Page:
The Moon: distance in kilometers; angular size; phase angle; phase age in days; its illuminated fraction in percent
The planets: distance in AU, kilometers, and light travel time; angular size; phase; rates of motion; ecliptic latitude and longitude
Comets and asteroids: distance to the Sun and the Earth in AU, kilometers, and light travel time; solar elongation; phase (for asteroids); rates of motion; ecliptic latitude and longitude
Yale stars: Yale number; HD number; SAO number; Flamsteed/Bayer designation, color (B-V); spectral type; proper motion
SAO stars: SAO number; spectral type
Tycho-2 stars (when information is available): Tycho-2 number, Hipparcos number, HD number, magnitude (B and V), proper motion, and parallax (with error estimate)
Hubble Guide Stars: GSC catalog number; estimated position error; magnitude band; Plate ID
SAC deep sky objects: a varying amount of information, but usually their name (and alternate name); Dreyer description, angular size; position angle; object class; notes
PGC galaxies: the primary and up to four other names; morphological type; angular size; position angle; object class; radial velocity; implied distance in light years
Variable stars: minimum and maximum magnitude; designation; type of variability; period; rising time (or duration of eclipse); time of previous maximum
Double stars: combined magnitude of the pair; discoverer code; DM number; magnitudes of both stars; separation and position angle at up to two dates; spectral type
User objects: user number; text description
The user can display up to 50 images of an object.
The user can add observing notes about any object.
The user can measure angular distances and position angles on the sky with the mouse. Several angular formats are provided.
All user settings can be saved to named configuration files for later retrieval. Comet and asteroid elements can be saved to or loaded from separate ASCII files.
The time can be set as local mean time, UTC, Julian Date, or from the computer's clock (local or UTC). Dates can be entered from 4713BC to 9999AD. For Canada, US and Europe Daylight Saving time can be automatically set.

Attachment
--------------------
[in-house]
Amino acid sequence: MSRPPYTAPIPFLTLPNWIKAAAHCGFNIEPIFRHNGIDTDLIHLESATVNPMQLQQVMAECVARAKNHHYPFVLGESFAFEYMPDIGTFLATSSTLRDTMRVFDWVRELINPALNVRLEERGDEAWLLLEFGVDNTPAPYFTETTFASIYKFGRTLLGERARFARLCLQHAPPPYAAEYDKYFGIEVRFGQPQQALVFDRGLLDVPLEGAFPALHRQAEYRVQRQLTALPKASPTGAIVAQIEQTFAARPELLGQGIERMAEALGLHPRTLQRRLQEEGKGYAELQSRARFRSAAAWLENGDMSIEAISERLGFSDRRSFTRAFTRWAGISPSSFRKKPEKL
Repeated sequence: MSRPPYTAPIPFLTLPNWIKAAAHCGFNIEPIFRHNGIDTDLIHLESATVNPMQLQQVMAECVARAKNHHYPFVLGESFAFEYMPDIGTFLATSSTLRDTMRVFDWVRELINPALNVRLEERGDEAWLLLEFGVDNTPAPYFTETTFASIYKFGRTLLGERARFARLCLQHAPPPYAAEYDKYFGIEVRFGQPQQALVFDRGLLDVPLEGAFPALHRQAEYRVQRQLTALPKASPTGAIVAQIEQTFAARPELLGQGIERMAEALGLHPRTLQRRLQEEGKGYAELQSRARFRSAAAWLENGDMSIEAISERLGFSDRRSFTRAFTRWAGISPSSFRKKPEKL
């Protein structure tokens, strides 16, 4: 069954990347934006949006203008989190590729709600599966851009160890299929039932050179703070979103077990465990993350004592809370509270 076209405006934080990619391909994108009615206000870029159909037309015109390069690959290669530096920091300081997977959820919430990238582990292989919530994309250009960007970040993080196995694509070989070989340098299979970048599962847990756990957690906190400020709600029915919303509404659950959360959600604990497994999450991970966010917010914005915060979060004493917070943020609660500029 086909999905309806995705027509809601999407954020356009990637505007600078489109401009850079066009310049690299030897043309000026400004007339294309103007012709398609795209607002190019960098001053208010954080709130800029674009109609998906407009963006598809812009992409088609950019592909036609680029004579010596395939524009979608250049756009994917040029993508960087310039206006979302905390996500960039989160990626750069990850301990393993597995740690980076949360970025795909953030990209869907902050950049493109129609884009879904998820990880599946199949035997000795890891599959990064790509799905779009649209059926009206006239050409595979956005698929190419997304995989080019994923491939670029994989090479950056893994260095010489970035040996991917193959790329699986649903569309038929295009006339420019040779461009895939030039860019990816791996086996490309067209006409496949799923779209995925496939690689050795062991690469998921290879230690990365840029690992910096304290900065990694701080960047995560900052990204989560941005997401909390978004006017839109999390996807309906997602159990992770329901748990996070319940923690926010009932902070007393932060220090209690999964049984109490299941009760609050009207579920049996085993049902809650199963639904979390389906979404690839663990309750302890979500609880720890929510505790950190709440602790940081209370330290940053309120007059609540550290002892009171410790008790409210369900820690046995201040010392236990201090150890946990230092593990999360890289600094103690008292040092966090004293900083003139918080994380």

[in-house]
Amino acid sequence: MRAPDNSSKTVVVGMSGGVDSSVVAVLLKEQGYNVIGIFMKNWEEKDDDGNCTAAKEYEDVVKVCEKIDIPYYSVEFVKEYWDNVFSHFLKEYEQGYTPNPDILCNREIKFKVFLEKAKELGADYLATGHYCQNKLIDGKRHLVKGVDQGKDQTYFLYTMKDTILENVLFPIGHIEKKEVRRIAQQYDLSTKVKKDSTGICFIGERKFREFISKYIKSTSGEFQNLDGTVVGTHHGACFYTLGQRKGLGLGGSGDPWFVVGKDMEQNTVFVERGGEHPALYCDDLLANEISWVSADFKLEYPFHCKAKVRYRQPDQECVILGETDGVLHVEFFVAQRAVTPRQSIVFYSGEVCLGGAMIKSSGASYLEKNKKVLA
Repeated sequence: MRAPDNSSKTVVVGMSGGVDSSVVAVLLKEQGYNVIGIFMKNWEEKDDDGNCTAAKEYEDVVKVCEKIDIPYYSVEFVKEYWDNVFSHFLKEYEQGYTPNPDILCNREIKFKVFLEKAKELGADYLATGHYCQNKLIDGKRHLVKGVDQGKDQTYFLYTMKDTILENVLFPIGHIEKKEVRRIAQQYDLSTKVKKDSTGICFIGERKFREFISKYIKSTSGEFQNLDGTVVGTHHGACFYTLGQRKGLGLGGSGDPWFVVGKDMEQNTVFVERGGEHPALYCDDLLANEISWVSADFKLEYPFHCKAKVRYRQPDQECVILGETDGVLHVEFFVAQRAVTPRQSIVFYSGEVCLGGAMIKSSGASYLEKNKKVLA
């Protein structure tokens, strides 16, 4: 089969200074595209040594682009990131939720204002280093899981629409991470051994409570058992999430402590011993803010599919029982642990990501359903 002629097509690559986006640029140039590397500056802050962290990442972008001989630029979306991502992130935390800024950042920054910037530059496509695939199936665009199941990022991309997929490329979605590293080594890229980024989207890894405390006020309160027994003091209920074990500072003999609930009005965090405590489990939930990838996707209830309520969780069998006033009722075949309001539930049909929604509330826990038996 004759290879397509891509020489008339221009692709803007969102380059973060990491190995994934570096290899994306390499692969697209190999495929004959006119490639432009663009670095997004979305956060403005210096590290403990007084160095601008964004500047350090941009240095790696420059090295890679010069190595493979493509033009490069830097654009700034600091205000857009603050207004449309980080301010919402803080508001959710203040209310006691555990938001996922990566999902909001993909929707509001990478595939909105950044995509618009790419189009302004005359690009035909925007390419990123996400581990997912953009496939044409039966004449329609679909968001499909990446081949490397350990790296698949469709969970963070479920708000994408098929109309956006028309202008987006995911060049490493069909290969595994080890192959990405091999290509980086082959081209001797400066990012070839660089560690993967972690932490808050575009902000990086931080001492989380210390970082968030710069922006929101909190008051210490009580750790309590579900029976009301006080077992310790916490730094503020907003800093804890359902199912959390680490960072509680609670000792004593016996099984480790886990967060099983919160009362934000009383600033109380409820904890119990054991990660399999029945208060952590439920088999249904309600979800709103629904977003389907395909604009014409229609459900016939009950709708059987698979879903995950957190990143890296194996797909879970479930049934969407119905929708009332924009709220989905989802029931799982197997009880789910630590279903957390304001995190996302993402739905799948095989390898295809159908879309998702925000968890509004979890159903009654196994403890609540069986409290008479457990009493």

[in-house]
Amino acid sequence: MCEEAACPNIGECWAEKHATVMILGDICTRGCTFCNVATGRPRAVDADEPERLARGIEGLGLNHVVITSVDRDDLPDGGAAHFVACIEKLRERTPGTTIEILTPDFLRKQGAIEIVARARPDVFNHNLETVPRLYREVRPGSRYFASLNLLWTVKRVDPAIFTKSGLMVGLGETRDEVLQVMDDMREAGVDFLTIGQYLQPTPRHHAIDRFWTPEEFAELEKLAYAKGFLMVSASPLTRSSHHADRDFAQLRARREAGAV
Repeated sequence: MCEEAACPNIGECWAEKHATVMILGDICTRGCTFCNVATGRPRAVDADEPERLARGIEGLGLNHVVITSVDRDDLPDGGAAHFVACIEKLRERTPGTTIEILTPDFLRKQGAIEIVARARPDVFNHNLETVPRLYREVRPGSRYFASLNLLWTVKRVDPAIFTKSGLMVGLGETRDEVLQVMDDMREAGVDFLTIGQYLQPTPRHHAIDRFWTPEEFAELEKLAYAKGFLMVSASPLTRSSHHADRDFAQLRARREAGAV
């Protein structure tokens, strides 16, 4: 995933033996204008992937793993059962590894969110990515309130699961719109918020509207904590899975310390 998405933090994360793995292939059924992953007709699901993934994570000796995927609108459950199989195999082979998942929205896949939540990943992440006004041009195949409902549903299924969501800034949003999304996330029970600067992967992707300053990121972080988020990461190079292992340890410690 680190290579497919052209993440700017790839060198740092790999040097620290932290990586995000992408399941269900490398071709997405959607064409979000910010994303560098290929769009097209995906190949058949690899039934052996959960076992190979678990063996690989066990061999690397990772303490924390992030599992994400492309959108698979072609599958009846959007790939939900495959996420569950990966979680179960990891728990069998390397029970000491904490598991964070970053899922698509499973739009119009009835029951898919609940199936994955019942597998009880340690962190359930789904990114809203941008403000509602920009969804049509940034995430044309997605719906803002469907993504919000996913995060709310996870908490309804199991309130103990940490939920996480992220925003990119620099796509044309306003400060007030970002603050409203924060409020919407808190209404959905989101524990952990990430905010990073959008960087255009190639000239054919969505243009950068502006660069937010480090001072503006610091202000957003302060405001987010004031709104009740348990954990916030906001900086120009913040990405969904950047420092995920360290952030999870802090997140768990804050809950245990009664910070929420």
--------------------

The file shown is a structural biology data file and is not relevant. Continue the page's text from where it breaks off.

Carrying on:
The observer's location is entered by latitude and longitude or from a list of cities (add your own, too).
Sync your time and/or location using a GPS receiver.
The effects of observer's parallax, nutation, precession, light travel time, aberration, and atmospheric refraction can be individually controlled.
The sky can be displayed as white on black or black on white, or, of course, in full color. Special "night vision" modes protect your night vision when ECU is used in an observatory.
ECU displays the horizon line, custom horizon lines set to match your observing sites, ecliptic line, meridian line, RA/DEC grid (auto scaling), Local Horizon grid (auto scaling), constellation lines, boundary lines, galactic equator line, etc.
Extensive text labels are provided for all types of objects. Text labels can be intelligently placed to avoid overlap.
Several field "targets" of programmable angular size, including rotatable rectangles, can be drawn to represent the field of view of your main telescope and finder scope respectively. You can place up to 100 of these "targets" anywhere on the sky.
The user can center the display at any RA/DEC, AZ/ALT, Hour Angle/DEC, bright star, constellations, Messier object, named deep sky object, point on the horizon (north, south, etc.), or solar system object.
The object databases can also be extensively searched.
Powerful tools to search and filter comet and asteroid elements by brightness, sky position, visibility, Earth distance, etc.
Create detailed reports (that you can import into a spreadsheet or database program such as Excel) of objects plotted on the screen or on printed charts.
ECU's animation mode allows time increments from 1 second to four years. The display can be "locked" to the Sun, Moon, a planet, a comet or asteroid, an AZ/ALT or an RA/DEC. Trails of objects with time labels can be drawn.
A dialog box to display the rise/set times of the Sun and Moon on the current day is provided. It also shows the times of civil, nautical, astronomical twilight, the phase of the Moon, the length of the day and night, and the length of nautical and astronomical darkness.
Operating System: Windows XP, Vista, 7, 8/8.1, 10
Home Page - http://nova-astro.com/